A fastener is a device that mechanically joins two or more objects together. In general, fasteners are used to create non-permanent joints.
That is joints that can be removed or dismantled without damaging the joining components.
It is defined as the maximum tensile force that can be applied to a bolt that will not result in plastic deformation.
In other words, the material must remain in its elastic region when loaded up to its proof load.
Maximum load at which a material exhibits a specific permanent deformation or plastic deformation.
Tensile strength is a measurement of the force required to pull something such as rope, wire, or a structural beam to the point where it breaks.
The tensile strength of a material is the maximum amount of tensile stress that it can take before failure.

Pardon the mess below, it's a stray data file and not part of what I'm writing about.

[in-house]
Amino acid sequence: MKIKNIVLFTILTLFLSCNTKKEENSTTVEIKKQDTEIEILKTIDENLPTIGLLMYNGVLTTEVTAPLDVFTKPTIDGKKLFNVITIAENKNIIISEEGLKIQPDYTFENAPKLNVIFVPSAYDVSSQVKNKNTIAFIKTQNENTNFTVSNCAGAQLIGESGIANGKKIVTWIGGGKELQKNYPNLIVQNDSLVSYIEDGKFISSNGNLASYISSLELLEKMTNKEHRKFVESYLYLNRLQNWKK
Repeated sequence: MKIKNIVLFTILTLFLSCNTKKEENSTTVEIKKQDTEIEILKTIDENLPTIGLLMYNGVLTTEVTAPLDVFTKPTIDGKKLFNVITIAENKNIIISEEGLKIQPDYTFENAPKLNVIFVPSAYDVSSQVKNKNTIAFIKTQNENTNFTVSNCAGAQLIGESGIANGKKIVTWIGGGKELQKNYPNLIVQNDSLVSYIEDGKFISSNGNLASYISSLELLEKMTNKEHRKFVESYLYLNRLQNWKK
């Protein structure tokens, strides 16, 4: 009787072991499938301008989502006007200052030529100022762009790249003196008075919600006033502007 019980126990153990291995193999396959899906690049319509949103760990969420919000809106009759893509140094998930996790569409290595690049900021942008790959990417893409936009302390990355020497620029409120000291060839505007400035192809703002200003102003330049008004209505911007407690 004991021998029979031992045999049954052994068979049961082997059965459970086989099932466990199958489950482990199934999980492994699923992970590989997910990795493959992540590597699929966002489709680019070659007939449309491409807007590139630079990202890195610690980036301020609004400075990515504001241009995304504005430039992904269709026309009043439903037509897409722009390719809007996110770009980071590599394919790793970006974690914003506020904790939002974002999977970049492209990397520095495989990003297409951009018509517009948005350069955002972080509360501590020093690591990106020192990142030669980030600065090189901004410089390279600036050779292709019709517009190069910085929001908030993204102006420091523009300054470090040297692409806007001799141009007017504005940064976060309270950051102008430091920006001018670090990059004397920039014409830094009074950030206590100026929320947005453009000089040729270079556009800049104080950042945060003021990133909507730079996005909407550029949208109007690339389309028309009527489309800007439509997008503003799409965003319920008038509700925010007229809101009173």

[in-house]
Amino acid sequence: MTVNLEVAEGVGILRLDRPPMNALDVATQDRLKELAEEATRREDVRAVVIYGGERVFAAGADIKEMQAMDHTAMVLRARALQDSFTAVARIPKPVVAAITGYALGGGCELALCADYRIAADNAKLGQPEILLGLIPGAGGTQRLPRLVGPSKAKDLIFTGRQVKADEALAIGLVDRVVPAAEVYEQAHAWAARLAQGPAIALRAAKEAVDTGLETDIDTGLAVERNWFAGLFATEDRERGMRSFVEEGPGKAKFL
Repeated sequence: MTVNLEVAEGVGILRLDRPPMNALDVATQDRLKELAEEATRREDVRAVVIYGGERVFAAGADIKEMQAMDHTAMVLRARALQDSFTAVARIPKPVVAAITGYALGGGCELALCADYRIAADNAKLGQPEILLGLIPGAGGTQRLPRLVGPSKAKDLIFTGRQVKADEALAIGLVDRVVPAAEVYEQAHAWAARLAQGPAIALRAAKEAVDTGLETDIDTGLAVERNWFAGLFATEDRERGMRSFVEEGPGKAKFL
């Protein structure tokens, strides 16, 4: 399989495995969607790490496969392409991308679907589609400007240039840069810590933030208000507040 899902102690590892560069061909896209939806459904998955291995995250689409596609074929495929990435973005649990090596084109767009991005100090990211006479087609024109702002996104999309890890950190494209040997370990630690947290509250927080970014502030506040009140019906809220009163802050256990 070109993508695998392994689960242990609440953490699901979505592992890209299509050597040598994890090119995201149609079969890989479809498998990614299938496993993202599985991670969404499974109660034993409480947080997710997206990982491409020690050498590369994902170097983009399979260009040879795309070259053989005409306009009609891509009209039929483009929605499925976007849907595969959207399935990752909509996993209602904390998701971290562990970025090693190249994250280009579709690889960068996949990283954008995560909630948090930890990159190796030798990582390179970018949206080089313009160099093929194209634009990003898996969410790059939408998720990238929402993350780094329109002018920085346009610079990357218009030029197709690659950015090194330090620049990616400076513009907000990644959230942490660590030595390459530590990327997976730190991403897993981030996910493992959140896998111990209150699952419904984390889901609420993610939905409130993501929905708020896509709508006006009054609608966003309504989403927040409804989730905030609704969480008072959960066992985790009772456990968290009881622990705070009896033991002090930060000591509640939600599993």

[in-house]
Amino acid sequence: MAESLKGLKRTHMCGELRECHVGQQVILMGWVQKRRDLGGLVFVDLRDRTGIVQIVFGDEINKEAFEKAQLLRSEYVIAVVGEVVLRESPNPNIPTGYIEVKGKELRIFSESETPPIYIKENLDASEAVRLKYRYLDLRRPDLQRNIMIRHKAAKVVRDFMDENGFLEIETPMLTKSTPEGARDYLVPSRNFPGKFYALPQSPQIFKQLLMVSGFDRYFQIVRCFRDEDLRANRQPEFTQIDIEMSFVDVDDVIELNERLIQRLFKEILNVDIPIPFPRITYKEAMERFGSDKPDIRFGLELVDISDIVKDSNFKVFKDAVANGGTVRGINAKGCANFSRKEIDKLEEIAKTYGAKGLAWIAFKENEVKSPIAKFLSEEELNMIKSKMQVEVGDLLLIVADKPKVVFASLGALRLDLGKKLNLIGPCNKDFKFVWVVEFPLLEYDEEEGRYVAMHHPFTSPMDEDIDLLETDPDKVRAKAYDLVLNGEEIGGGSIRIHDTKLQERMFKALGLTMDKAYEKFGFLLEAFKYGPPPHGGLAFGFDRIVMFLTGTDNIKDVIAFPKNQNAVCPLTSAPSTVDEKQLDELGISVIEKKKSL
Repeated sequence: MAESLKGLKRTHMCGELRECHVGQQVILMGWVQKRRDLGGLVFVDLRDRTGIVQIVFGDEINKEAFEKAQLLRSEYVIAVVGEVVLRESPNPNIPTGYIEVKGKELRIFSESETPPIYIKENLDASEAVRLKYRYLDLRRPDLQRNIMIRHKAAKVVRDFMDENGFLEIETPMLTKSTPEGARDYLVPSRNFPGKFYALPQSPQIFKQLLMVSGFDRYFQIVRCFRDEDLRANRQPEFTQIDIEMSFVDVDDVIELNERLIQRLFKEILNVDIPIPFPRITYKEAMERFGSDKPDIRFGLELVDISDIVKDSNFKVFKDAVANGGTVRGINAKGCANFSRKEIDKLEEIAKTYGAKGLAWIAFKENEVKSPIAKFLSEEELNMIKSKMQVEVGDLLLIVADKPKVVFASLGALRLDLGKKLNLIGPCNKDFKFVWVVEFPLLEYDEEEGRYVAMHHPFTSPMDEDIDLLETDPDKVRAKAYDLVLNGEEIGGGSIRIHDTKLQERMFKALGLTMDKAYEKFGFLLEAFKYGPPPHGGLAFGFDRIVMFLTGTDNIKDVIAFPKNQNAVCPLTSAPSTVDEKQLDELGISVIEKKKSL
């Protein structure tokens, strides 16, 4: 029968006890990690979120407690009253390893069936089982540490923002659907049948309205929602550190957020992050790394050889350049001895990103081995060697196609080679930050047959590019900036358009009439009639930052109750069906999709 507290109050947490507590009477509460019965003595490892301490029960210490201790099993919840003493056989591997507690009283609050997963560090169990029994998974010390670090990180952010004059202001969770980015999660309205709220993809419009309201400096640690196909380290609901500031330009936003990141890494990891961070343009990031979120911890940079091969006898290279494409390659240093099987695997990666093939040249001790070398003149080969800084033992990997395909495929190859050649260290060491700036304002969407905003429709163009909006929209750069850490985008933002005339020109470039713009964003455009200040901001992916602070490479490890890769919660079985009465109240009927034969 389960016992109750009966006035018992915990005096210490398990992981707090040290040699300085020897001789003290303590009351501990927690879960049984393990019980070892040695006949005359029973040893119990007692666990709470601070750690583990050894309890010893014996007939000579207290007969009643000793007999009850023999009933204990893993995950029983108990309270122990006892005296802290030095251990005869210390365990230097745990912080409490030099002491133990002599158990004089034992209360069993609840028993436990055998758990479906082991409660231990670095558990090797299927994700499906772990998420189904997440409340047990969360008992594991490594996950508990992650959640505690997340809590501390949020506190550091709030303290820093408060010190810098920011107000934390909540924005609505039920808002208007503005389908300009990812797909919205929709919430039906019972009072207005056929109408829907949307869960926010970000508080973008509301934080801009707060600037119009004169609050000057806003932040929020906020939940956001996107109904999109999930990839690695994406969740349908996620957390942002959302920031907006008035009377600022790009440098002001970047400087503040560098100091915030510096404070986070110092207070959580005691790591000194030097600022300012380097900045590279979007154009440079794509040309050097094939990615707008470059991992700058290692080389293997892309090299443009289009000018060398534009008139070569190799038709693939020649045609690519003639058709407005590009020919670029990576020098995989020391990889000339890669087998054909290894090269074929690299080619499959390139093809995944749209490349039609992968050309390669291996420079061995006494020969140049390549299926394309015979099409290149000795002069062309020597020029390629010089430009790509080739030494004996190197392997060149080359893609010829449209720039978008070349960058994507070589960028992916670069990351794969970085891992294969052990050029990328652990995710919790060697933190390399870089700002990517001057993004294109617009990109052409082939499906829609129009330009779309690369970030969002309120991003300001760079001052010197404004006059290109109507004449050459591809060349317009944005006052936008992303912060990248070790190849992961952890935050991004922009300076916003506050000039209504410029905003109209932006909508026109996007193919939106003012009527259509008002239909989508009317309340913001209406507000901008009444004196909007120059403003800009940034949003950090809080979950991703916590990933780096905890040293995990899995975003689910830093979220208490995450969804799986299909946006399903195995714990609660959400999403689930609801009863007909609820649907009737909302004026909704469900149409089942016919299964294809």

In simple words “ digit written on bolt head is indicate its grade”
Now let’s explore all thing deeply.
The grade of your industrial fasteners not only determines how much stress they can stand but also why the type of tool must be used to tighten them.
For a grade 8.8
You must use the part-turn method of tightening with a torque wrench;
This is where the fold is fit snug tight with your fingers and then advanced up to three turns, depending on length and size.
Indicating washers may also be used in the part-turn method, and added security of the joint can be accomplished by using other fasteners and fixings, such as spring washers, wired heads, nuts, and split pins.
The first digit relates to the ultimate strength of the material, while the second is the ratio of yield stress to ultimate strength.
Thus grade 10.9 bolts have an ultimate material tensile strength of 1000N/mm2 and the yield (or proof) stress is 90% of the ultimate strength.
Similarly, grade 8.8 bolts have an ultimate strength of 800 N/mm2 and a ratio of yield/proof stress to the ultimate strength of 80%.
READ: Rivets – Types, Failures Of Riveted Joint, Terms Used In Riveting
We see the words "drop forged" stamped on so many tools. It makes us wonder… Read More